Summary: Help for seekers
"Help for Hungry Hearts"
Acts 8:26 "And the angel of the Lord spake unto Philip, saying, Arise, and go toward the south unto the way that goeth down from Jerusalem unto Gaza, which is desert.
27 And he arose and went: and, behold, a man of Ethiopia, an eunuch of great authority under Candace queen of the Ethiopians, who had the charge of all her treasure, and had come to Jerusalem for to worship,
28 Was returning, and sitting in his chariot read Esaias the prophet.
I. The hunger of the Eunuch
a. He had position, power, and possessions -- He was the chamberlain of the female ruler of the old kingdom of Nubia. The title Candace is the same as pharaoh to the Egyptians or Caesar to the Romans.
John Piper summed up our problem well with his statement, 'The weakness of our hunger for God is not because he is unsavory, but because we "keep ourselves stuffed with other things"'
b. He was a pilgrim who made great sacrifices -- journey from Ethiopia to Jerusalem, that is from modern day Sudan (Nubia) this would have been a trip of 1131 miles one way by land. (Khartoum to Jerusalem)
There are two kinds of proselyte:
1. Ger tzedek (righteous proselytes, proselytes of righteousness, religious proselyte, devout proselyte)
2. Ger toshav (resident proselyte, proselytes of the gate, limited proselyte, half-proselyte)
A righteous proselyte was a Gentile who had converted to Judaism, was bound to all the doctrines and precepts of the Jewish economy, and was considered a full member of the Jewish people. They were to be circumcised and immersed in a mikvah (ceremonial bath) should they wish to eat of the Passover sacrifice.
A gate proselyte was a "resident alien" who lived in the Land of Israel and followed some of the customs. They were not required to be circumcised nor to comply with the whole of the Torah. They were bound only to conform to the seven precepts of Noah, the Noahide Laws: do not worship idols, do not blaspheme God's name, do not murder, do not commit immoral sexual acts, do not steal, do not tear the limb from a living animal, and do not fail to establish courts of justice.
c. He was pining for something that would satisfy the hunger he had in his soul.
Much, if not most, of the social turmoil of our culture is due to a hunger for peace, which is sought for in all the wrong places. According to Ronald Hutchcraft, the Director of Youth for Christ in New York and New Jersey, in the next thirty minutes-
57 kids will run away from home.
29 children will attempt suicide.
22 girls under 19 years of age will receive an abortion.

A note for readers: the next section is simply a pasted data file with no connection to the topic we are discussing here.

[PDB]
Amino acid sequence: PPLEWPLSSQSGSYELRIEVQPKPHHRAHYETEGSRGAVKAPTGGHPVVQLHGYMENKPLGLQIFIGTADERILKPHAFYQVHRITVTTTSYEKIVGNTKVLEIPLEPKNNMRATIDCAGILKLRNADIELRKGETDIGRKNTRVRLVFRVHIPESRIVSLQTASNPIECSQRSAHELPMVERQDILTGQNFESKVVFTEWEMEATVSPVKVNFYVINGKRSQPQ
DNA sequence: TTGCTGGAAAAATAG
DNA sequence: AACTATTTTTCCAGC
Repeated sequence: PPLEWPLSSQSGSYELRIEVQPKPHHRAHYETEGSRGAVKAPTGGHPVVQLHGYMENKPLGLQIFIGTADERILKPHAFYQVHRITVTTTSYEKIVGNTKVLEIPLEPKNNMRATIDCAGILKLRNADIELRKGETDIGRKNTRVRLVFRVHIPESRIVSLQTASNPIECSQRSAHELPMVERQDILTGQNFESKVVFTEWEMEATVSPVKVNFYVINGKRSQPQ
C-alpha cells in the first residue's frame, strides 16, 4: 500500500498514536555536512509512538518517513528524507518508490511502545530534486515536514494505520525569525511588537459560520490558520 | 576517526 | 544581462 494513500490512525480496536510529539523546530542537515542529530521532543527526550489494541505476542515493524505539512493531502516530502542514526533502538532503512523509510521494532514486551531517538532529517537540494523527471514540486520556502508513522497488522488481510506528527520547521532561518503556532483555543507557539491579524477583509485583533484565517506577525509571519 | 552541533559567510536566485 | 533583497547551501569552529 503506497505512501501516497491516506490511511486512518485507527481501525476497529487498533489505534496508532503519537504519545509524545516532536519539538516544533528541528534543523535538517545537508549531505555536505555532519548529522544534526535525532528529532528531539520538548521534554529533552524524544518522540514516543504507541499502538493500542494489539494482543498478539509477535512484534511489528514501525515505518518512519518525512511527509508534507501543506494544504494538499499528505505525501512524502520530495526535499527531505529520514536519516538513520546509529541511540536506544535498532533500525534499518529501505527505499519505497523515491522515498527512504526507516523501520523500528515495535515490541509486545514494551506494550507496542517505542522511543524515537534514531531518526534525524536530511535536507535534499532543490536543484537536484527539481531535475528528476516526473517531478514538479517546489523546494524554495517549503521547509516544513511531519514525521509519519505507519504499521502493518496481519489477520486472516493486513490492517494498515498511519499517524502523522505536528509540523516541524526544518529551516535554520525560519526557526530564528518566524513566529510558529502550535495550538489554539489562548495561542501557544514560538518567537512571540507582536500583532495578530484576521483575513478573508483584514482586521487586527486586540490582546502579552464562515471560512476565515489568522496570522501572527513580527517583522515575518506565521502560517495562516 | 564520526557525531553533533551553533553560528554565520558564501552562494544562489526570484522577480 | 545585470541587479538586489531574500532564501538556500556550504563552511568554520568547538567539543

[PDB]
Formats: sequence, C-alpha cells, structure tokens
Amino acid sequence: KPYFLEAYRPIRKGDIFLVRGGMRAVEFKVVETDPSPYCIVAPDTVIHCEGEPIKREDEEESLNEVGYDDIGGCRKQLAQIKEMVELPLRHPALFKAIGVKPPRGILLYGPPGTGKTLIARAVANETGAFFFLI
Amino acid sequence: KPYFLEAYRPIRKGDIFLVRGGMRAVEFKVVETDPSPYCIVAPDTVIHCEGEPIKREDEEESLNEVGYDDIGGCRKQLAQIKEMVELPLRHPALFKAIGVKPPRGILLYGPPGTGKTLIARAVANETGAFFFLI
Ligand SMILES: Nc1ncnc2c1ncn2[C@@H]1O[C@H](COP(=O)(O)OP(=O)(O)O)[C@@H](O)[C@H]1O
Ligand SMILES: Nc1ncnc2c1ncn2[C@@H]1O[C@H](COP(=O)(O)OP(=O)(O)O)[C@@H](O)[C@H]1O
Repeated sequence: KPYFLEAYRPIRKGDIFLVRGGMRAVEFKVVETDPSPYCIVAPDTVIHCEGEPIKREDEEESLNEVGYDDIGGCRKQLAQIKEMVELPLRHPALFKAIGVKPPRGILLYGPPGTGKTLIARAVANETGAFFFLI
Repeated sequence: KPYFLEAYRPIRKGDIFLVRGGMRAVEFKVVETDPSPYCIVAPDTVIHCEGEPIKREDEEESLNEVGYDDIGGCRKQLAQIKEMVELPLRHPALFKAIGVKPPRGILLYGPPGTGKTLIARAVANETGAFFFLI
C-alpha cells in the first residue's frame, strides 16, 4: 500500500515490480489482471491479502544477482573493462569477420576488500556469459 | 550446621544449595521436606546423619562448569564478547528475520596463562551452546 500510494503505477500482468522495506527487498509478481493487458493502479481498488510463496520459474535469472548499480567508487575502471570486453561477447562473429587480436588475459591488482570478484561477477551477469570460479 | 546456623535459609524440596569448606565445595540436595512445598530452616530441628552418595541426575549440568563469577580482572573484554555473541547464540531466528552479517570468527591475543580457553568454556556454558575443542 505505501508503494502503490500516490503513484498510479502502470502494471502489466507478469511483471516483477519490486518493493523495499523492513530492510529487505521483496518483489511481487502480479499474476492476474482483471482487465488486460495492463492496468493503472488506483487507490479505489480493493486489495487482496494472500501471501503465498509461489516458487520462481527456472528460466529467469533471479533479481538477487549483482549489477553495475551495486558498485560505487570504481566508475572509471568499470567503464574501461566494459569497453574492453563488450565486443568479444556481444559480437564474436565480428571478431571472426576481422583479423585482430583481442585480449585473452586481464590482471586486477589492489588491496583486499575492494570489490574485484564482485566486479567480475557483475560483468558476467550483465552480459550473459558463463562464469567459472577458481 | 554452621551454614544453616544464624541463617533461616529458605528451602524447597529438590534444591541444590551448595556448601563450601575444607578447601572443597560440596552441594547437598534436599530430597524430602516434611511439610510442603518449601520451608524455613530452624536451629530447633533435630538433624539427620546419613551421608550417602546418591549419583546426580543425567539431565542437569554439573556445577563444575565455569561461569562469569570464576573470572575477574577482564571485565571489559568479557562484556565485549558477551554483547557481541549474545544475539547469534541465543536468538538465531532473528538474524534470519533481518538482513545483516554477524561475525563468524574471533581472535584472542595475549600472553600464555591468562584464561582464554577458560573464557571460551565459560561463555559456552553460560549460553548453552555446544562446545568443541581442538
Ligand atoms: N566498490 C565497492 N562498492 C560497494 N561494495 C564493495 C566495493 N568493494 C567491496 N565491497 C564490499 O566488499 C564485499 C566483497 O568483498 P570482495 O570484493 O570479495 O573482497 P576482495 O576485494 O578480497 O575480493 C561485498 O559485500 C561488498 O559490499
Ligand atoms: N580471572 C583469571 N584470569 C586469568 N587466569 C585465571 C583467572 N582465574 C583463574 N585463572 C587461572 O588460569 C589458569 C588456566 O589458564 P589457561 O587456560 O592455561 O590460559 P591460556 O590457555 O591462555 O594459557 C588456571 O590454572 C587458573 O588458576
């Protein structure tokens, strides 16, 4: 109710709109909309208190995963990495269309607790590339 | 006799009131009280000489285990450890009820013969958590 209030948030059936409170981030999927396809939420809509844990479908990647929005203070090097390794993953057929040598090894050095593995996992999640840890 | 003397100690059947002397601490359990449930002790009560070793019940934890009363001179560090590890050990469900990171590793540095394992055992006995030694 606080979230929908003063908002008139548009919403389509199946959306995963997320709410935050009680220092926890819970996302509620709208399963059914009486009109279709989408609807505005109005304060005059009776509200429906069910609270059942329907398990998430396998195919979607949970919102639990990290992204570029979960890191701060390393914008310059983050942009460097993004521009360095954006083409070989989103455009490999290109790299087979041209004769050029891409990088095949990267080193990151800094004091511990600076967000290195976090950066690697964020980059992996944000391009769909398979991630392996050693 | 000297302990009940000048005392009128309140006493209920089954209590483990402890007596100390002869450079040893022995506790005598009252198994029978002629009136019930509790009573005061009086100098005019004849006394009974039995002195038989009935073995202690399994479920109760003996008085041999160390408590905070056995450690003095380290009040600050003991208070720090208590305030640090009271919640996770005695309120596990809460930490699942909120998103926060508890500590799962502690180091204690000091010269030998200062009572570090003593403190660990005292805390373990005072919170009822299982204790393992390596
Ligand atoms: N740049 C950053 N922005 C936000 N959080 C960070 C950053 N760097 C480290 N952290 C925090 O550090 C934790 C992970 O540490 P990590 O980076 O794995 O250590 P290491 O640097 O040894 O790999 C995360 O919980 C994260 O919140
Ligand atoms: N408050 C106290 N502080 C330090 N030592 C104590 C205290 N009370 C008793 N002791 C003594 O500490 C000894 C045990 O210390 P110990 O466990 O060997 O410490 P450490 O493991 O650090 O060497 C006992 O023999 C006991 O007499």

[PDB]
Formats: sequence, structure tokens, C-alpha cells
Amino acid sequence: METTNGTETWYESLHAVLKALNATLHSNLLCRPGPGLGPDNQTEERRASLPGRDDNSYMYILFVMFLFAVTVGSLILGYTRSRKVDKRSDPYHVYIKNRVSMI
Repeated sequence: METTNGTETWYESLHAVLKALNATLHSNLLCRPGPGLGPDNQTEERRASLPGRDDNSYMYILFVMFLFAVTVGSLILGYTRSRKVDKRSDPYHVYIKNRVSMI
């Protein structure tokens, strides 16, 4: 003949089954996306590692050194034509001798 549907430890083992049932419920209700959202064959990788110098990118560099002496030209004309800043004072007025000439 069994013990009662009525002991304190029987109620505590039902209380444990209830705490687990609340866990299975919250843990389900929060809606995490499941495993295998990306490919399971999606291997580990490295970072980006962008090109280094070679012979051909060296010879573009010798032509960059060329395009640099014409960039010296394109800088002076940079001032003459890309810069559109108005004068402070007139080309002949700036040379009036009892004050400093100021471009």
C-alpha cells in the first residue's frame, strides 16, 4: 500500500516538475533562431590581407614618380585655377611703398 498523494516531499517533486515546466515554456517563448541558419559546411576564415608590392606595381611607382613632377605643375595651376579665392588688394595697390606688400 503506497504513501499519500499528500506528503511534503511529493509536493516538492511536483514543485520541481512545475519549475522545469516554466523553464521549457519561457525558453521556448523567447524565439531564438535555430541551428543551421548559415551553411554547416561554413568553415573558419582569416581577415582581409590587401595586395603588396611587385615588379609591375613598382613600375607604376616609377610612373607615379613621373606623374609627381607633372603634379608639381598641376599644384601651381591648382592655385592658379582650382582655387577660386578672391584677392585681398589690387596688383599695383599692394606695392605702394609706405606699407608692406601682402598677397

14 teenage girls will give birth to an illegitimate baby.
685 teens will use some form of narcotic.
These tragic statistics reveal that we are a nation in perpetual war.
Matthew 5:6 Blessed are they which do hunger and thirst after righteousness: for they shall be filled.
II. The help for the Eunuch
a. The scene
Acts 8:26 And the angel of the Lord spake unto Philip, saying, Arise, and go toward the south unto the way that goeth down from Jerusalem unto Gaza, which is desert.
Acts 8:29 Then the Spirit said unto Philip, Go near, and join thyself to this chariot.
b. The seeker
This man was most likely reading aloud in Greek from the Septuagint in Isaiah 53:7 The eunuch had followed what light he had and had made this long pilgrimage to Jerusalem but even in the midst of all the symbols of the old faith he found no answers, only more questions. Little did he know that God had seen the hunger in his heart and had prepared a man to bring a life giving message to him.
As one commentary points out, "Jesus sees every man, no matter where he is: in the dark places of his sin and shame, in his home and work and play, in his seeking to know the truth. Jesus sees everything about a man, but there is one person in particular whom he sees. He sees the man who is seeking Him" (POSB-WS).
c. The Savior
What is it that fills this void in all of us; that satisfies the deepest longings of our hearts?
Acts 8:35 Then Philip opened his mouth, and began at the same scripture, and preached unto him Jesus.
Dr. S.M. Lockridge was the Pastor of Calvary Baptist Church, San Diego CA from 1953 - 1993. He entered heaven in 2000. He is well-known for a passage out of his sermon titled "He's My King":
"He's enduringly strong, He's entirely sincere, He's eternally steadfast. He's immortally graceful. He's imperially powerful. He's impartially merciful. He's God's Son. He's a sinner's savior. He's the centerpiece of civilization. He stands alone in Himself. He's unparalleled. He's unprecedented. He's supreme. He's preeminent. He's the loftiest idea in literature. He's the highest idea in philosophy. He's the fundamental truth in theology. He's the miracle of the age. He's the only one able to supply all of our needs simultaneously. He supplies strength for the weak. He's available for the tempted and the tried. He sympathizes and He saves. He guards and He guides. He heals the sick, He cleans the lepers. He forgives sinners, He discharges debtors, He delivers captives, He defends the feeble, He blesses the young, He serves the unfortunate, He regards the aged, He rewards the diligent, He beautifies the meek. Do you know Him?